In Mumbai’s Good Books: Lit Fests in big cities have turned into selfie-ops | more lifestyle | Hindustan Times
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In Mumbai’s Good Books: Lit Fests in big cities have turned into selfie-ops

Author Piyush Jha talks about literary festivals proliferating across the country and how audiences in smaller towns well-versed in the works of authors they admire.

more lifestyle Updated: Dec 10, 2016 18:13 IST
Piyush Jha
Piyush Jha
Audiences in smaller towns are very interested and well-versed in the works of authors they admire.(Himanshu Vyas/HT Photo)

There seems to be a lit fest in every little town in India now,” sneered a corporate acquaintance I recently bumped into at the Mumbai airport, while I was heading for the first edition of the Banaras Literary Festival. Throughout my journey, his condescension was on my mind.

Literature festivals are proliferating across the country — even in small towns like Kishanganj in the Seemanchal region of Bihar. But, should this phenomenon be held in disdain? I don’t think so.

I have also come to appreciate the pioneering passion of the people who organise these events in small towns, despite tight, erratic budgets and poor infrastructure.

I was witness to an amazing session a couple of years ago at the Patna Lit Fest. One of India’s foremost writers in English, Vikram Seth, held forth in pure Hindi on varied subjects ranging from flora and fauna to music. But, most importantly, I saw the young Patnaites’ desire to interact with an internationally acclaimed author like Seth.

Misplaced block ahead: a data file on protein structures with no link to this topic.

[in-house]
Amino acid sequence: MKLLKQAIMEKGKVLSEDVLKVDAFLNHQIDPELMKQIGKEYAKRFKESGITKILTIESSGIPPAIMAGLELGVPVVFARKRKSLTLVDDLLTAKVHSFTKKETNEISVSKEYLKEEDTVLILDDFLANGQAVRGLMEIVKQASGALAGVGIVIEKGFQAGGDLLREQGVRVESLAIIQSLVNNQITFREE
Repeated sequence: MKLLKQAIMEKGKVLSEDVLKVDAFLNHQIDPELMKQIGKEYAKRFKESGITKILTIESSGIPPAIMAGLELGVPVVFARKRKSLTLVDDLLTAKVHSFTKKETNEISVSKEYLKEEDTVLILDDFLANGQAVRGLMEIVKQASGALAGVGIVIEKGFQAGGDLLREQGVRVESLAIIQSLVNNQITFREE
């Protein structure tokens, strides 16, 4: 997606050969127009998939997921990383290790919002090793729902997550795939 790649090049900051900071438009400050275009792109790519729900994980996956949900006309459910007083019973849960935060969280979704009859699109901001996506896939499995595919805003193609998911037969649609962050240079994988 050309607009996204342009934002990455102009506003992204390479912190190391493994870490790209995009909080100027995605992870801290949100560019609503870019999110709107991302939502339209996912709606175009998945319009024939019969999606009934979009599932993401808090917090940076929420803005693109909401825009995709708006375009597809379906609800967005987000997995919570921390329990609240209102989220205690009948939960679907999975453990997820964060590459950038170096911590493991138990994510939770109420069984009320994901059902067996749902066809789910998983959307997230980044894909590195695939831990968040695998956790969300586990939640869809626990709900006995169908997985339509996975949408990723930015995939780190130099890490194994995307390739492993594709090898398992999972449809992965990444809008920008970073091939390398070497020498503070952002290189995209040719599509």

I have noticed that audiences in smaller towns are very interested and well-versed in the works of authors they admire. They brim with questions, opinions and sometimes even suggestions. Most importantly, they truly hold in high esteem anyone who pursues the literary path.

Author Piyush Jha is a contemporary storyteller who practises his craft by directing films and writing books.

I have also come to appreciate the pioneering passion of the people who organise these events in small towns, despite tight, erratic budgets and poor infrastructure.

In contrast, literary festivals in larger cities have more or less turned into selfie-ops with celebrities. The organisers also stuff in film stars, politicians, sportsmen and even have song-and-dance acts. In fact, just talking about books isn’t enough to attract audiences or the media in larger cities. The authors also have to up the ante and ensure a touch of glamour to ensure attendance.

However, I find the same authors relaxed and enjoying their ‘vanilla’ interactions at small-town lit fests. Many authors have said that the discussions are more true to the topic and the audience’s interest is keen. Here’s hoping that in the years to come more and more small towns start their own Lit Fests.